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Were the Ancient Egyptians Healthy, While Basing Their Diet on Wheat?


4.3 out of 5 stars5 star55%4 star25%3 star12%2 star5%1 star2%40 ratings1,743 viewsIs it healthy to live on a diet full of “healthy” whole grains, while eating no sugar or modern processed foods?

Let’s look at a well-known people who did exactly that. Above is a short segment from a presentation by Dr. Michael Eades at last year’s LCHF Convention. The ancient Egyptians basically ate what most modern nutritionists would consider a perfect diet. So what happened?

Unfortunately, in autopsied mummies there are signs of severe heart disease and some people even had weight issues… perhaps it’s not so healthy to base your diet on wheat?

Watch the full presentation

In the full presentation Dr. Eades also talks a lot about the origins of the low-carb diet. You can buy access to the entire LCHF convention for $49 dollars from the organizers. Or you can watch this talk on our member pages:

Watch the presentation on the member pages

Sign up for a free membership trial in a minute and you can see it instantly – as well as many other video courses, movies, interviews, presentations, Q&A with experts, etc.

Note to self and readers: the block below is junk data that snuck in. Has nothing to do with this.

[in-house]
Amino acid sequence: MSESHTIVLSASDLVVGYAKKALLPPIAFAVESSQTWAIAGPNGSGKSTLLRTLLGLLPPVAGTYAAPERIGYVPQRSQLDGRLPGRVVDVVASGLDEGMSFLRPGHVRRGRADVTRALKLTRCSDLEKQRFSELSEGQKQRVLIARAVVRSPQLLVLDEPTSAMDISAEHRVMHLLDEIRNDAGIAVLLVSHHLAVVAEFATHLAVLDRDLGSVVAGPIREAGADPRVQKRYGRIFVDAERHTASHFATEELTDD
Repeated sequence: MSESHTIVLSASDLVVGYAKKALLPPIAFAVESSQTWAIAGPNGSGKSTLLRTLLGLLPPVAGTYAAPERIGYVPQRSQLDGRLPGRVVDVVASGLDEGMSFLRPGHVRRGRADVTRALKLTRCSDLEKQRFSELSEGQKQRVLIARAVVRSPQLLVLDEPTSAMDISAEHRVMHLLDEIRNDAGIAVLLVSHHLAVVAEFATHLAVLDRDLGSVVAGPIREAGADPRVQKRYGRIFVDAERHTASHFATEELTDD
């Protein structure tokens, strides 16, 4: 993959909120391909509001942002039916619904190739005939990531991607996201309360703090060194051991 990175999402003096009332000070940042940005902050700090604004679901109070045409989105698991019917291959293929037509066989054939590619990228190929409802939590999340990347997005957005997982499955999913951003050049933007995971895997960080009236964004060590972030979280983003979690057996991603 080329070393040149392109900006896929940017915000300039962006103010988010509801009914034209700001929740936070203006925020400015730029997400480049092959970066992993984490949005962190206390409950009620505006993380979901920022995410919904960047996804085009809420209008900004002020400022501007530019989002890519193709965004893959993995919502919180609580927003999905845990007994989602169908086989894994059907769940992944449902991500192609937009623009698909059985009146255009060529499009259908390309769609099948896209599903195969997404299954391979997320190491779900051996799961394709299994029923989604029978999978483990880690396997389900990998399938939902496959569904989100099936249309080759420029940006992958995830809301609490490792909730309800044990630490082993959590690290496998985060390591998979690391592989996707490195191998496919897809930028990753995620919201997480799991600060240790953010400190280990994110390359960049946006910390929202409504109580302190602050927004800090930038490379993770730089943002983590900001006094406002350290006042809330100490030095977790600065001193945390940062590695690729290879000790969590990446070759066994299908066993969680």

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Why Insulin Resistance Is GOOD

We’re always told that insulin resistance is the root cause of diabetes type 2. But that may be wrong. Insulin resistance could be a GOOD thing.

Dr. Fung explains it well in this insightful new post. Basically, insulin resistance is the way the cells protect themselves from excess insulin and glucose in the blood (the real problem):

Dr. Fung: Insulin Resistance is Good?

I love Dr. Fung’s take on inflammation in this post as well. It has bothered me for quite some time when people claim that inflammation is the cause of X (i.e. heart disease). Inflammation is usually a symptom of a problem, it’s the body’s default response to damage. The cause is something else.

In the case of heart disease the cause is damage to the interior of the blood vessels. This damage results in inflammation – but that’s just a symptom. The cause of the damage? Many things. High blood sugar. High blood pressure. Toxic chemicals (e.g. from smoking). And probably oxidized small dense LDL particles.